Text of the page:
Reader’s Digest Version
Early in my legal career I served as a prosecutor in the US Army JAG Corps. I loved the job. It would be rewarding to do it again, but now is not the time for me.
I have decided to run for McCracken County Commissioner; therefore, I have decided to not run for McCracken County Attorney.
The longer more tedious analysis of my decision follows below.
County Commissioner or County Attorney Discussion (The Long Version)
First and foremost, I want to thank Sam Clymer for nearly 15 years of public service in the county attorney office.
I have great interest in the office of county attorney, in part, because I see the need for some adjustments in how we manage our local justice system. Below are 2 suggestions. I hope our next county attorney will have some thoughts on these same issues.
1. Addiction/Consequences – Today I am grateful for the 19 years, 8 months and 3 days that have passed since I last used my drug of choice (cocaine). Most people are surprised to learn that I previously struggled with addiction. I have a heart for the addict because I have both created and felt the consequences of addiction. For more information about my struggle with addiction and the grace of recovery see https://eddiejones.com/wheres-waldo-meets-recovering-addict-2/
In the coming months, I expect a legal settlement from opioid litigation filed by the Kentucky Attorney General will make some additional funds available to our local governments. There will be restrictions on how we can use these funds. However I anticipate we will be allowed to use these settlement funds to re-imagine ways we can create recovery stories in the lives of those struggling with addiction. I believe we can improve our system by making a district court level “drug court type alternative” more available to more of those suffering or yielding to addiction.
I feel certain the process for this change must begin at the county attorney level. The county attorney is generally the first prosecutor that interacts with the person struggling with addiction. I hope, as a county commissioner, I can contribute more to this discussion.
2. The Cost of our County Jail – In our County, we typically spend 8 million dollars a year to house inmates. In an average year, the county jail generates 5 million dollars a year from housing “State Inmates.” In other words, we lose 3 million dollars a year to run a jail. As a matter of law, McCracken County has to run a jail.
There is no way to make this topic more sexy or interesting. However our disinterest in this topic is costing us money. So I wage on. This topic is relevant to many upcoming local elections.
From an economic perspective, there are basically four types of inmates:
Misdemeanor Inmates – The County pays for “Misdemeanor Inmates.”
State Inmates – The State pays the County about 31 dollars a day for each “State Inmate.”
Pre-trial Inmates – These inmates often become “State Inmates” once they are convicted of a felony. The County pays for all “Pre-trial Inmates.”
Federal Inmates – The federal government pays the County about 45 dollars a day for each “federal inmate.”
A “state inmate” does not become a “state inmate” until one of our higher level judges (the circuit judge) renders a final sentence or punishment. Our County needs to carefully monitor those we keep incarcerated on a “pre-trial” basis because they are not yet “state inmates.” Every time a circuit judge says to a defendant “time served,” we should hang our heads because we managed that case in the most expensive manner. The State did not contribute to the cost of the incarceration; rather, the County paid it all.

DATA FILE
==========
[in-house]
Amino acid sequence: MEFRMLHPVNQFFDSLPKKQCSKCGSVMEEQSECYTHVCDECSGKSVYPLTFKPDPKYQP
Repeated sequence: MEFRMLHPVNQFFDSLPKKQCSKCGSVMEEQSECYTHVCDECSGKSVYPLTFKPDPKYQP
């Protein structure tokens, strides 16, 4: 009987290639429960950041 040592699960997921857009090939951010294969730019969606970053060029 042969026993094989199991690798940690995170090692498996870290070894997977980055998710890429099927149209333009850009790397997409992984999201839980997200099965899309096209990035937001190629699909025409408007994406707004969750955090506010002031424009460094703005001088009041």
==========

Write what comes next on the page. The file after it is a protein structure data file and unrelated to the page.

I believe we can reduce the cost of our jail if the County Attorney, the two District Court Judges and the Jailer participate in a weekly review of the jail’s pre-trial inmate list. If we are afraid of an inmate, we keep him/her in jail and we stay safe. If we are just mad at the inmate, we should let the inmate out, monitor him/her and require the released inmate re-enter jail after they are a “State Inmate” to do their time of incarceration at the State’s expense.
We can either talk about this issue during an “election time period” or we can just keep paying to run the jail inefficiently. Neither the County Jailer nor the Fiscal Court can fix this problem without the help of local judges and prosecutors.
“Wrap up” and a Comment about the Picture
So, about the feature picture … it has no real relevance to this discussion. I just think it is a cool picture and apparently every post needs a picture. 😎 It was taken a few years ago after Judge Craig Clymer retired from the judicial bench and joined our law firm. I am proud that my career path and the career path of now County Judge Executive Craig Clymer have crossed in so many different ways. I am proud of his leadership. I enjoy serving as a County Commissioner with his leadership as County Judge Executive. I think our present McCracken County Fiscal Court has worked hard together to move our community forward in big ways. I think we make a good team and I think we need to keep the team together for four more years.
I look forward to more opportunities to discuss the “cool things” happening in local government. I believe big things are headed our way. We have an airport terminal to finish. We have a sports complex to build. We have a economic development mega-site to enlarge. We have a 911 system to fix. It will be a busy and productive four years.
AND FINALLY, I would like to ask you for your support and for your vote for one more term as a McCracken County Commissioner.